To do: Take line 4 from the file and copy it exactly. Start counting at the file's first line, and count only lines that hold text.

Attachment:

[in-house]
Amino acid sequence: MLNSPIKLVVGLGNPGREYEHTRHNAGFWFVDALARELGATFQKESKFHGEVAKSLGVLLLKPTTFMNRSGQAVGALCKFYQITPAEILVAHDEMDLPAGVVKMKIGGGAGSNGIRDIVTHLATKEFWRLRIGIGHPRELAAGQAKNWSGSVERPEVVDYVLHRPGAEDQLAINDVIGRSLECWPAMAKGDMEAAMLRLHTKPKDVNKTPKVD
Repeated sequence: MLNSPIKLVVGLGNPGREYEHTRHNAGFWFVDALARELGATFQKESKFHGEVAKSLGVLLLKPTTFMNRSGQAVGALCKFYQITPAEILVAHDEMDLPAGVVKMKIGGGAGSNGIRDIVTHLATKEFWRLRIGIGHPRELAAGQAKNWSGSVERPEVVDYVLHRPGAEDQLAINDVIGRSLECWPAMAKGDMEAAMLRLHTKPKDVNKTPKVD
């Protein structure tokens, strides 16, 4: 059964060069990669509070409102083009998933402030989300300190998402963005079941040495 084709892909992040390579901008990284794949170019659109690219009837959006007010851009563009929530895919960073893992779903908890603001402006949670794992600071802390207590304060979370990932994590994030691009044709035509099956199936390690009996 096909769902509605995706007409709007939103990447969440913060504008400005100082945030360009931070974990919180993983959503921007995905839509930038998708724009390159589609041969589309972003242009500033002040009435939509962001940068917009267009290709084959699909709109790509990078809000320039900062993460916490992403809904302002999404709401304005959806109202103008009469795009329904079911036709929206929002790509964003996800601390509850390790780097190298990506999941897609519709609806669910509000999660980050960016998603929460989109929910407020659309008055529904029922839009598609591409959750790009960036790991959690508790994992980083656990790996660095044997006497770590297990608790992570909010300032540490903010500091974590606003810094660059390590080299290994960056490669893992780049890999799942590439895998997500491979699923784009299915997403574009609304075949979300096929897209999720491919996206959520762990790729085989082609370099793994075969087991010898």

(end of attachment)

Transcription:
């Protein structure tokens, strides 16, 4: 059964060069990669509070409102083009998933402030989300300190998402963005079941040495 084709892909992040390579901008990284794949170019659109690219009837959006007010851009563009929530895919960073893992779903908890603001402006949670794992600071802390207590304060979370990932994590994030691009044709035509099956199936390690009996 096909769902509605995706007409709007939103990447969440913060504008400005100082945030360009931070974990919180993983959503921007995905839509930038998708724009390159589609041969589309972003242009500033002040009435939509962001940068917009267009290709084959699909709109790509990078809000320039900062993460916490992403809904302002999404709401304005959806109202103008009469795009329904079911036709929206929002790509964003996800601390509850390790780097190298990506999941897609519709609806669910509000999660980050960016998603929460989109929910407020659309008055529904029922839009598609591409959750790009960036790991959690508790994992980083656990790996660095044997006497770590297990608790992570909010300032540490903010500091974590606003810094660059390590080299290994960056490669893992780049890999799942590439895998997500491979699923784009299915997403574009609304075949979300096929897209999720491919996206959520762990790729085989082609370099793994075969087991010898």